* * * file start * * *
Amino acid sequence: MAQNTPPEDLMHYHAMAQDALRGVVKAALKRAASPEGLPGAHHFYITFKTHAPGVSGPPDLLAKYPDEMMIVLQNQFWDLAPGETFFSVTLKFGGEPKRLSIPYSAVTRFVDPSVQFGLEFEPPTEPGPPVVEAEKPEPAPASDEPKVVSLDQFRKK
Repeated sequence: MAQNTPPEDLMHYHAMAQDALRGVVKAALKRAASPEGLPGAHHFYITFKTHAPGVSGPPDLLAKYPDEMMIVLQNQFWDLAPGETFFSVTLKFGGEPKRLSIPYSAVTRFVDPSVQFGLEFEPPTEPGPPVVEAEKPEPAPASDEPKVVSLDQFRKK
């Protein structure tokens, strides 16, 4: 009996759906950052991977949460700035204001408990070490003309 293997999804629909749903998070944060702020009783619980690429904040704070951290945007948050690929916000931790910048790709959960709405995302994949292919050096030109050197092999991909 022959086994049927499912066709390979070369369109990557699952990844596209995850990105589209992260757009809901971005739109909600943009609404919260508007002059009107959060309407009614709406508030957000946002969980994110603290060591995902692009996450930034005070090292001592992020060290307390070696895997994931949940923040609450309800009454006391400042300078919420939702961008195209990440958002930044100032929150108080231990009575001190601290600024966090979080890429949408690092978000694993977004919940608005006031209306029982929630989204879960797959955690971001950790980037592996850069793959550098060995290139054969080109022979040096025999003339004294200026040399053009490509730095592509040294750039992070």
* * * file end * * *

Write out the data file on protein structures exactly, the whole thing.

Amino acid sequence: MAQNTPPEDLMHYHAMAQDALRGVVKAALKRAASPEGLPGAHHFYITFKTHAPGVSGPPDLLAKYPDEMMIVLQNQFWDLAPGETFFSVTLKFGGEPKRLSIPYSAVTRFVDPSVQFGLEFEPPTEPGPPVVEAEKPEPAPASDEPKVVSLDQFRKK
Repeated sequence: MAQNTPPEDLMHYHAMAQDALRGVVKAALKRAASPEGLPGAHHFYITFKTHAPGVSGPPDLLAKYPDEMMIVLQNQFWDLAPGETFFSVTLKFGGEPKRLSIPYSAVTRFVDPSVQFGLEFEPPTEPGPPVVEAEKPEPAPASDEPKVVSLDQFRKK
């Protein structure tokens, strides 16, 4: 009996759906950052991977949460700035204001408990070490003309 293997999804629909749903998070944060702020009783619980690429904040704070951290945007948050690929916000931790910048790709959960709405995302994949292919050096030109050197092999991909 022959086994049927499912066709390979070369369109990557699952990844596209995850990105589209992260757009809901971005739109909600943009609404919260508007002059009107959060309407009614709406508030957000946002969980994110603290060591995902692009996450930034005070090292001592992020060290307390070696895997994931949940923040609450309800009454006391400042300078919420939702961008195209990440958002930044100032929150108080231990009575001190601290600024966090979080890429949408690092978000694993977004919940608005006031209306029982929630989204879960797959955690971001950790980037592996850069793959550098060995290139054969080109022979040096025999003339004294200026040399053009490509730095592509040294750039992070």